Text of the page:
Authors: Alex Moulton*, University of Tennessee
Topics: Ethnicity and Race, Cultural and Political Ecology, Historical Geography
Keywords: Black Geographies, fugitivity, plantation, resistance
Session Type: Virtual Paper
Presentation File: No File Uploaded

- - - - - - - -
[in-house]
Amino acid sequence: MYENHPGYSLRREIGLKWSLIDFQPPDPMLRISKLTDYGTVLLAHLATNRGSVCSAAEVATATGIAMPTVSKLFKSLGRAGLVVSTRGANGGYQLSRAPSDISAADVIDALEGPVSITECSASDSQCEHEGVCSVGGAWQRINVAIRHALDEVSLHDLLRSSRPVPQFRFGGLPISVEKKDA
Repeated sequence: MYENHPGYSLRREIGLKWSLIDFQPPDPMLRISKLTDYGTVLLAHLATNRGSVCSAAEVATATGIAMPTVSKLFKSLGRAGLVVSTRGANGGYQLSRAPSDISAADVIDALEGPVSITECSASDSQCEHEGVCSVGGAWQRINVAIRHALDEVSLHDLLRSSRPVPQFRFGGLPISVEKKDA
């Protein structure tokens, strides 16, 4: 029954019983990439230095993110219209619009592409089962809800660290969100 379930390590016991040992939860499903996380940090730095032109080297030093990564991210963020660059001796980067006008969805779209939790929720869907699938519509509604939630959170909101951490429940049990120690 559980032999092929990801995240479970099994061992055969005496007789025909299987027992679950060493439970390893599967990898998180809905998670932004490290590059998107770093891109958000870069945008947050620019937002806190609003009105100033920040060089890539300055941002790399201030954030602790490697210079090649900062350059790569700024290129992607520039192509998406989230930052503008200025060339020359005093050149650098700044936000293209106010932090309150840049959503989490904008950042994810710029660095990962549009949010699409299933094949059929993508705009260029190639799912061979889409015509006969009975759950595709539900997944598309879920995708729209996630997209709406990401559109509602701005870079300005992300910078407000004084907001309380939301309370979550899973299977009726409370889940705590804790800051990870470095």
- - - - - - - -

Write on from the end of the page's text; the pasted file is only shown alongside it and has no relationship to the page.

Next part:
Maroonage spatializes Black freedom and attests to Black spatial agency and epistemologies. In Jamaica, Maroon practices presented an existential threat to white colonialists attempting to settle the rural frontier and extend plantation geographies. The spaces Maroons (re)created critiqued the white supremacy and hegemonic racial project of plantation slavery. Maroon sense of Jamaican space and maroonage as a spatial identity were refined in the forested interior and rugged topography of the Cockpit Country and the Blue and John Crow Mountains. These hard to reach and difficult to navigate areas were recognized by white settlers and colonial officials as dangerous. But the little flat lands surrounding the Maroon haunts were desirable for aspiring settlers who could not afford the prime plantation lands. These areas around the Maroon spaces became a frontier. At this zone of contact between white settlers and the Maroons the ‘normal order’ of colonial blackness and whiteness was disrupted. This paper examines what the racialized and racist critiques of Maroons’ impact on colonial territorialization reveal about the effectiveness of Black space taking and placemaking. Based in part on readings of archival documents from colonists and colonial administrator, like planter-historians –including R.C. Dallas, whose comment forms part of this paper’s title– I show how the trajectory of Jamaican political economy was shaped by the Maroons as spatial actors. In so doing, I argue for a historiography of the Maroons that moves away from hero-traitor tropes toward an examination of their impacts on the imagined and material geographies of Jamaica.